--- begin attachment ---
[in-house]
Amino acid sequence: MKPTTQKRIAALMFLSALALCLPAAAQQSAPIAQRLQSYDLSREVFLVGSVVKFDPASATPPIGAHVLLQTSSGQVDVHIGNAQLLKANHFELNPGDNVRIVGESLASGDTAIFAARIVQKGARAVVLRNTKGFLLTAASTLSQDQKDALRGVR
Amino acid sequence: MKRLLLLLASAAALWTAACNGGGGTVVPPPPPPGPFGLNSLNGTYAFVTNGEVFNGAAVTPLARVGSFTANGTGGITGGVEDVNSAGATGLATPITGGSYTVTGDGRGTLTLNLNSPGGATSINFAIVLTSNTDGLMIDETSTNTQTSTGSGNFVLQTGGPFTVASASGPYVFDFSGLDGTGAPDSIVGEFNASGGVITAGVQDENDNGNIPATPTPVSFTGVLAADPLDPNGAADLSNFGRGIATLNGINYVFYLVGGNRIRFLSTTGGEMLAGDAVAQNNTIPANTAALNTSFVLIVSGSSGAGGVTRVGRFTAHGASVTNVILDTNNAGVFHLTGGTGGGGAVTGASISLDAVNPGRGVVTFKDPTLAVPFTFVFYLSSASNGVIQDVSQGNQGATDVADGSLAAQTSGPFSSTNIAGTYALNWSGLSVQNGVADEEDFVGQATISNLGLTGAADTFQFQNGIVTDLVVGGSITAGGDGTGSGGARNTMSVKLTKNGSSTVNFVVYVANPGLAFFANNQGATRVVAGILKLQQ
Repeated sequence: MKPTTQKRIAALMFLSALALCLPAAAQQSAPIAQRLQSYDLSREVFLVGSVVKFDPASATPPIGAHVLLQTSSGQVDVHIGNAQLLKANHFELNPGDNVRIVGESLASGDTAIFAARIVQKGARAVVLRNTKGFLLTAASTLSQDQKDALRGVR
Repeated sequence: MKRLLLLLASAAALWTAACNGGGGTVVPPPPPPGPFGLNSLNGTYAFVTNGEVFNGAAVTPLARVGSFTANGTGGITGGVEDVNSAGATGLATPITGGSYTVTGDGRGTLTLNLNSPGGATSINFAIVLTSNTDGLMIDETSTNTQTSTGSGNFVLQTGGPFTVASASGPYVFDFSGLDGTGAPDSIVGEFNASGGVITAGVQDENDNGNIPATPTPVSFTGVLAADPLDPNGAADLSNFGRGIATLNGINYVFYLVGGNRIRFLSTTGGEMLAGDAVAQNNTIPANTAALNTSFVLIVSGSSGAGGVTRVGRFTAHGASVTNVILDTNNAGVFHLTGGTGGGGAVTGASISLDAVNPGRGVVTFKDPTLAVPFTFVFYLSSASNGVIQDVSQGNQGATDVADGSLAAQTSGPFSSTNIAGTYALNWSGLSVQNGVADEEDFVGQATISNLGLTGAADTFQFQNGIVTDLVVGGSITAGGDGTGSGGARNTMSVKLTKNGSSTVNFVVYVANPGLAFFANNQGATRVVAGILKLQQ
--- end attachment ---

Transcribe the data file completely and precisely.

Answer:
[in-house]
Amino acid sequence: MKPTTQKRIAALMFLSALALCLPAAAQQSAPIAQRLQSYDLSREVFLVGSVVKFDPASATPPIGAHVLLQTSSGQVDVHIGNAQLLKANHFELNPGDNVRIVGESLASGDTAIFAARIVQKGARAVVLRNTKGFLLTAASTLSQDQKDALRGVR
Amino acid sequence: MKRLLLLLASAAALWTAACNGGGGTVVPPPPPPGPFGLNSLNGTYAFVTNGEVFNGAAVTPLARVGSFTANGTGGITGGVEDVNSAGATGLATPITGGSYTVTGDGRGTLTLNLNSPGGATSINFAIVLTSNTDGLMIDETSTNTQTSTGSGNFVLQTGGPFTVASASGPYVFDFSGLDGTGAPDSIVGEFNASGGVITAGVQDENDNGNIPATPTPVSFTGVLAADPLDPNGAADLSNFGRGIATLNGINYVFYLVGGNRIRFLSTTGGEMLAGDAVAQNNTIPANTAALNTSFVLIVSGSSGAGGVTRVGRFTAHGASVTNVILDTNNAGVFHLTGGTGGGGAVTGASISLDAVNPGRGVVTFKDPTLAVPFTFVFYLSSASNGVIQDVSQGNQGATDVADGSLAAQTSGPFSSTNIAGTYALNWSGLSVQNGVADEEDFVGQATISNLGLTGAADTFQFQNGIVTDLVVGGSITAGGDGTGSGGARNTMSVKLTKNGSSTVNFVVYVANPGLAFFANNQGATRVVAGILKLQQ
Repeated sequence: MKPTTQKRIAALMFLSALALCLPAAAQQSAPIAQRLQSYDLSREVFLVGSVVKFDPASATPPIGAHVLLQTSSGQVDVHIGNAQLLKANHFELNPGDNVRIVGESLASGDTAIFAARIVQKGARAVVLRNTKGFLLTAASTLSQDQKDALRGVR
Repeated sequence: MKRLLLLLASAAALWTAACNGGGGTVVPPPPPPGPFGLNSLNGTYAFVTNGEVFNGAAVTPLARVGSFTANGTGGITGGVEDVNSAGATGLATPITGGSYTVTGDGRGTLTLNLNSPGGATSINFAIVLTSNTDGLMIDETSTNTQTSTGSGNFVLQTGGPFTVASASGPYVFDFSGLDGTGAPDSIVGEFNASGGVITAGVQDENDNGNIPATPTPVSFTGVLAADPLDPNGAADLSNFGRGIATLNGINYVFYLVGGNRIRFLSTTGGEMLAGDAVAQNNTIPANTAALNTSFVLIVSGSSGAGGVTRVGRFTAHGASVTNVILDTNNAGVFHLTGGTGGGGAVTGASISLDAVNPGRGVVTFKDPTLAVPFTFVFYLSSASNGVIQDVSQGNQGATDVADGSLAAQTSGPFSSTNIAGTYALNWSGLSVQNGVADEEDFVGQATISNLGLTGAADTFQFQNGIVTDLVVGGSITAGGDGTGSGGARNTMSVKLTKNGSSTVNFVVYVANPGLAFFANNQGATRVVAGILKLQQ